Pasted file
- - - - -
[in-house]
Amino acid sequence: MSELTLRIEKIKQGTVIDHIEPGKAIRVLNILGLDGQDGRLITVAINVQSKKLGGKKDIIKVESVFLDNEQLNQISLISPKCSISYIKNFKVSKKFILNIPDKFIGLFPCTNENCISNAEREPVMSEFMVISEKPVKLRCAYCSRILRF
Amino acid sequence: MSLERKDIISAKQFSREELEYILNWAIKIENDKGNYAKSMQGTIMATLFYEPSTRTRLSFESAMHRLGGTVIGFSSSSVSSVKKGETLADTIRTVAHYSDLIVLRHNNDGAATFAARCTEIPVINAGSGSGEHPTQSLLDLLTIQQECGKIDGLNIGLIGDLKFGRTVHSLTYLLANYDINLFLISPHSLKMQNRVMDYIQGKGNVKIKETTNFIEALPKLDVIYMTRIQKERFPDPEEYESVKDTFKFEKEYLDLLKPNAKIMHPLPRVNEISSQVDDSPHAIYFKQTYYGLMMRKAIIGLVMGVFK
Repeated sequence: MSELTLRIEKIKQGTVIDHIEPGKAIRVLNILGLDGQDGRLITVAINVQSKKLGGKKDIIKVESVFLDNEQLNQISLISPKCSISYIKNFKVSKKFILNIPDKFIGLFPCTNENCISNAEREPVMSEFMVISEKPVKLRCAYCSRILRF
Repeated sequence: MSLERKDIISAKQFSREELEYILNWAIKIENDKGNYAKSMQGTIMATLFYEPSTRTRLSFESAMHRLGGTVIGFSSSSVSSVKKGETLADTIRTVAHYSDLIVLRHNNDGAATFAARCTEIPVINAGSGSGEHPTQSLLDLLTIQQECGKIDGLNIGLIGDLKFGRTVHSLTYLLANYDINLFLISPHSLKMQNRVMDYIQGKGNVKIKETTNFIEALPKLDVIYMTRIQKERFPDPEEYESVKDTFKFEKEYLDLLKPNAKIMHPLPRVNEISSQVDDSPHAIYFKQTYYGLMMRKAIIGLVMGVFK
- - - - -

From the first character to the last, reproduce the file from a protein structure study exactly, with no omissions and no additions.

[in-house]
Amino acid sequence: MSELTLRIEKIKQGTVIDHIEPGKAIRVLNILGLDGQDGRLITVAINVQSKKLGGKKDIIKVESVFLDNEQLNQISLISPKCSISYIKNFKVSKKFILNIPDKFIGLFPCTNENCISNAEREPVMSEFMVISEKPVKLRCAYCSRILRF
Amino acid sequence: MSLERKDIISAKQFSREELEYILNWAIKIENDKGNYAKSMQGTIMATLFYEPSTRTRLSFESAMHRLGGTVIGFSSSSVSSVKKGETLADTIRTVAHYSDLIVLRHNNDGAATFAARCTEIPVINAGSGSGEHPTQSLLDLLTIQQECGKIDGLNIGLIGDLKFGRTVHSLTYLLANYDINLFLISPHSLKMQNRVMDYIQGKGNVKIKETTNFIEALPKLDVIYMTRIQKERFPDPEEYESVKDTFKFEKEYLDLLKPNAKIMHPLPRVNEISSQVDDSPHAIYFKQTYYGLMMRKAIIGLVMGVFK
Repeated sequence: MSELTLRIEKIKQGTVIDHIEPGKAIRVLNILGLDGQDGRLITVAINVQSKKLGGKKDIIKVESVFLDNEQLNQISLISPKCSISYIKNFKVSKKFILNIPDKFIGLFPCTNENCISNAEREPVMSEFMVISEKPVKLRCAYCSRILRF
Repeated sequence: MSLERKDIISAKQFSREELEYILNWAIKIENDKGNYAKSMQGTIMATLFYEPSTRTRLSFESAMHRLGGTVIGFSSSSVSSVKKGETLADTIRTVAHYSDLIVLRHNNDGAATFAARCTEIPVINAGSGSGEHPTQSLLDLLTIQQECGKIDGLNIGLIGDLKFGRTVHSLTYLLANYDINLFLISPHSLKMQNRVMDYIQGKGNVKIKETTNFIEALPKLDVIYMTRIQKERFPDPEEYESVKDTFKFEKEYLDLLKPNAKIMHPLPRVNEISSQVDDSPHAIYFKQTYYGLMMRKAIIGLVMGVFK